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Ocean surf representation


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#1 BigBird   Members   -  Reputation: 122

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Posted 16 July 1999 - 05:52 AM

OK, this is the problem.
I need to display a nice looking animation of some ocean waves (surf) in 3D. It would be preferable if the camera could zoom in and out and circle around the surf break.
I was thinking of using Direct3D for the rendering because it makes things simple and fast.
The tricky bit is how to store a wave in memory.

I have devised two possible methods:
1) A huge particle system (ideally with H2O molecule size particles). This is slow and takes shitloads of memory but is realitively simple I guess (maybe a large linked list?).

2) Acutally applying wave theorm and physics laws and differential equations to calculate the shape of the 3D surface plane. This is slow but requires little memory, but gives me a migraine even contemplating it.

Can you fellas think of some other way to achieve this?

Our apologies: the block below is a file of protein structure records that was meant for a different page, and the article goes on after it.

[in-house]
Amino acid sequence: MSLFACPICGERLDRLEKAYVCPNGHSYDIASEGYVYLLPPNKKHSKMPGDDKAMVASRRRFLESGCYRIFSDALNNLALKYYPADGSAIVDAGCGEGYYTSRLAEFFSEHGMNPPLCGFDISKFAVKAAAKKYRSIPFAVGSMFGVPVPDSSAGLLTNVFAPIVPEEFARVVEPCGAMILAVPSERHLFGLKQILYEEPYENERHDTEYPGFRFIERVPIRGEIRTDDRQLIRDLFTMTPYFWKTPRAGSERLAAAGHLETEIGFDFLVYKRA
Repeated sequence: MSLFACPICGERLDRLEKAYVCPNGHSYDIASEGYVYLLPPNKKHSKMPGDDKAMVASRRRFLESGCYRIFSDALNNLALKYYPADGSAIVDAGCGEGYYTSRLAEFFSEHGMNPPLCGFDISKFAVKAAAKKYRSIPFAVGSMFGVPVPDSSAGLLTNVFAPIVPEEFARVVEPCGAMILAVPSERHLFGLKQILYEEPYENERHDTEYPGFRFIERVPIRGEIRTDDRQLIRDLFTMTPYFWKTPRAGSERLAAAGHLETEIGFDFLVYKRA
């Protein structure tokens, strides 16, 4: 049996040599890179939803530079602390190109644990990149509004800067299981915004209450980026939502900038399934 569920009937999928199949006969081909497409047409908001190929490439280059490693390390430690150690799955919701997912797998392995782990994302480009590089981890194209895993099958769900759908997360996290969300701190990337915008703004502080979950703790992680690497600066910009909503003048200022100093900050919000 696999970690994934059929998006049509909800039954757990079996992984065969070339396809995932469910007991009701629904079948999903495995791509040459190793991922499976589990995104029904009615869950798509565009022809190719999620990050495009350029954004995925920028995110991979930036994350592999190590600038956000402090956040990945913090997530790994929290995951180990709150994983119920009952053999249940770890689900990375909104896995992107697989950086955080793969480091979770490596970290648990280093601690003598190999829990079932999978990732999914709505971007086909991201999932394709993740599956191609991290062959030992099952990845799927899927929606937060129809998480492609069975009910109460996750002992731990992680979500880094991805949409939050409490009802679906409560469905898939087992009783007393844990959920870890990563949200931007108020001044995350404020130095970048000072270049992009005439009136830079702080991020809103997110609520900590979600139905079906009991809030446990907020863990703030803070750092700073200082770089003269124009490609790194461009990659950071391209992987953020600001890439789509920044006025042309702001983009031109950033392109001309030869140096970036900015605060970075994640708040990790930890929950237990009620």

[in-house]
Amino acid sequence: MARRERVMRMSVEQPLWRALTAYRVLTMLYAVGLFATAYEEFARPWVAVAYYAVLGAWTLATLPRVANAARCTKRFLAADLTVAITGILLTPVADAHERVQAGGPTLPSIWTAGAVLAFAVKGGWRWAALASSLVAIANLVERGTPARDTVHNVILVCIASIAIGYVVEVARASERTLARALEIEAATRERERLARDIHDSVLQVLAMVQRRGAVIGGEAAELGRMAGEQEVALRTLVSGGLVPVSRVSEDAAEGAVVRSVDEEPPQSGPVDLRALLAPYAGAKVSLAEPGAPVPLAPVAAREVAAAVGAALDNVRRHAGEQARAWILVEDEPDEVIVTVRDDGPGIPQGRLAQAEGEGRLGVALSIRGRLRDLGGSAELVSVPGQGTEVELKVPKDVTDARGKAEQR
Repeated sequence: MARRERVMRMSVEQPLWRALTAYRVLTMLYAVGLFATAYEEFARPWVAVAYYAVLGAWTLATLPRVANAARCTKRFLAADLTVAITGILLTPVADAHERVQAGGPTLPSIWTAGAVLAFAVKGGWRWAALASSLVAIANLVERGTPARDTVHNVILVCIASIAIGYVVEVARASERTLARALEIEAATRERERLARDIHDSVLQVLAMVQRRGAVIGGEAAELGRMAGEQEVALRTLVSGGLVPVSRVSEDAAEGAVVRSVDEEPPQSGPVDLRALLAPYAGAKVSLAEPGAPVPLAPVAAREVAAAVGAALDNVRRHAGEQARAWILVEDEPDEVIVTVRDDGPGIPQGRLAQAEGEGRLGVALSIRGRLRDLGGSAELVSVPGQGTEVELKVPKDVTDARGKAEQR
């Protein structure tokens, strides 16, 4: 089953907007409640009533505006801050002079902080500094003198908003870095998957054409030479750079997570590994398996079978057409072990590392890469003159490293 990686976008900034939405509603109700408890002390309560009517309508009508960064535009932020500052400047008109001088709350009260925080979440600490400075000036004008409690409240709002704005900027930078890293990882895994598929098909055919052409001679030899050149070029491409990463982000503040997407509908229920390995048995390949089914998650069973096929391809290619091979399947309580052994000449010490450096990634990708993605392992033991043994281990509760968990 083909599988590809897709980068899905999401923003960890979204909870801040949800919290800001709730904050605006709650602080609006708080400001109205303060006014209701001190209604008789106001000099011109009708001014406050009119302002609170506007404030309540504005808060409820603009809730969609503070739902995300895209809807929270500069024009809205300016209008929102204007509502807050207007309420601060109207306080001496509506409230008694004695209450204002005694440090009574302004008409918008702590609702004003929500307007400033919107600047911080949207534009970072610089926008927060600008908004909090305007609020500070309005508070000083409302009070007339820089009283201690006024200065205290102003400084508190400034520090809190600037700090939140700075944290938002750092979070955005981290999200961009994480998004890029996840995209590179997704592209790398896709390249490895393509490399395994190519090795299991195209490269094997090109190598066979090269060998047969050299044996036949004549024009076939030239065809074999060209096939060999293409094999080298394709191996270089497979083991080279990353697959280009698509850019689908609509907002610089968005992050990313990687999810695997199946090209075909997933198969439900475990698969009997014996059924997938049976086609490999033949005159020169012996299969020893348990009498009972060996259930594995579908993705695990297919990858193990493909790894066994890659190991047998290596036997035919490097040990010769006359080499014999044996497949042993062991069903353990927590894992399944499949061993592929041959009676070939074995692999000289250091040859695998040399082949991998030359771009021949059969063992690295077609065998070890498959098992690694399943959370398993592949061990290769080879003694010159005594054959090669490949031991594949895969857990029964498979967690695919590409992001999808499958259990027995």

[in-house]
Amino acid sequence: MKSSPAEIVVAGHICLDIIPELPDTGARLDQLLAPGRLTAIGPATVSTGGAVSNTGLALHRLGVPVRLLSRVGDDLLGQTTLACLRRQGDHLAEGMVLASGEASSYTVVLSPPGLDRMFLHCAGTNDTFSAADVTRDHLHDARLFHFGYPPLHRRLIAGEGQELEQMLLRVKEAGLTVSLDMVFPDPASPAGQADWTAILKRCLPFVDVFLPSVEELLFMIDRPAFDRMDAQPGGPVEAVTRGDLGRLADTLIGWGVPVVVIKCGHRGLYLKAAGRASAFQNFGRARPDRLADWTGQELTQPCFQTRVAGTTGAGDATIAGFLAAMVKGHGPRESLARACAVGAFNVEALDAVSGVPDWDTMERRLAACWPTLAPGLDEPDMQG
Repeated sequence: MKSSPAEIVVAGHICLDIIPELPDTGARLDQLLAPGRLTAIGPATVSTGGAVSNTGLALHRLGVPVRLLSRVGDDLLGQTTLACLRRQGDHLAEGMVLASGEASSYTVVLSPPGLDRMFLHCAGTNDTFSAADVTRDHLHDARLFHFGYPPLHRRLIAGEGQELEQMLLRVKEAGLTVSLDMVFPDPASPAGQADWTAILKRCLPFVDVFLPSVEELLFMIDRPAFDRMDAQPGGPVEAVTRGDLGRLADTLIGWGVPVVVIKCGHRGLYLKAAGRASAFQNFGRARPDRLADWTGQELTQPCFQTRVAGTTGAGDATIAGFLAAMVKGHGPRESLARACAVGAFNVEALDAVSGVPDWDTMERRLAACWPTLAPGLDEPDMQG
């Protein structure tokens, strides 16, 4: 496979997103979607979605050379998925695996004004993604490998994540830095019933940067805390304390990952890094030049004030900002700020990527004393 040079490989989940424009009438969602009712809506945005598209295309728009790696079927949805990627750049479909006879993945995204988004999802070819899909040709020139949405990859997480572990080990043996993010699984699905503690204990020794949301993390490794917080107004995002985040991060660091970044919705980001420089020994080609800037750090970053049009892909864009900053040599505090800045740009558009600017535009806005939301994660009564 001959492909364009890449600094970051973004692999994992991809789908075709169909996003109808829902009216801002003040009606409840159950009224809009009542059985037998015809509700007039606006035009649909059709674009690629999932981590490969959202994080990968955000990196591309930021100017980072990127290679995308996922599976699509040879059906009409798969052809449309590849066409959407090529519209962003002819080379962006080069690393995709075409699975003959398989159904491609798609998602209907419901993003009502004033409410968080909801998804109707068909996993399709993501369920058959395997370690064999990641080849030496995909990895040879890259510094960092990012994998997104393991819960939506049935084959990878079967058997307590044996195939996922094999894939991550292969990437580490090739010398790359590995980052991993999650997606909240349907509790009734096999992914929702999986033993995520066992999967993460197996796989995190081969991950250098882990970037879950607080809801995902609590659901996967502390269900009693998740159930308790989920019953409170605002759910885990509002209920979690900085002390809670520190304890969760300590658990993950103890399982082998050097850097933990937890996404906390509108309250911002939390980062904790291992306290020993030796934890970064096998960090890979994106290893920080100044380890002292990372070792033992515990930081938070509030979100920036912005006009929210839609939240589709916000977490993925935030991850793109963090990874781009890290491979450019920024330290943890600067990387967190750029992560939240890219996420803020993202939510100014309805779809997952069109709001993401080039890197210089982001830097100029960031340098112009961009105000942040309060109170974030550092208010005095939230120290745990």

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#2 felisandria   Members   -  Reputation: 739

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Posted 16 July 1999 - 05:52 AM

Actually I saw a special once on the physics of waves (or maybe it was an article in Discovery magazine back when it was a decent magazine, unsure...) It could get a little nasty.
Basically surf "breaks" because the bottom of the wave starts dragging on the ocean floor, which makes it top-heavy. Note that the "bottom" of the wave is a lot deeper than the trough. When the friction becomes great enough, it unbalances and circular currents that occur in waves in pseudo-cylinders perpendicular to the direction of travel cause it to curl. Other than that all you would need is a normal oscillating sine wave to draw your ocean before the breaker point. There is probably a paper somewhere on the math involved as I've seen a few models of it, you might want to see if it's posted somewhere.
As for camera angles, if you can get the wave math to work, moving a camera around should be a breeze.

g'luck, you'll need it *smile*
-fel





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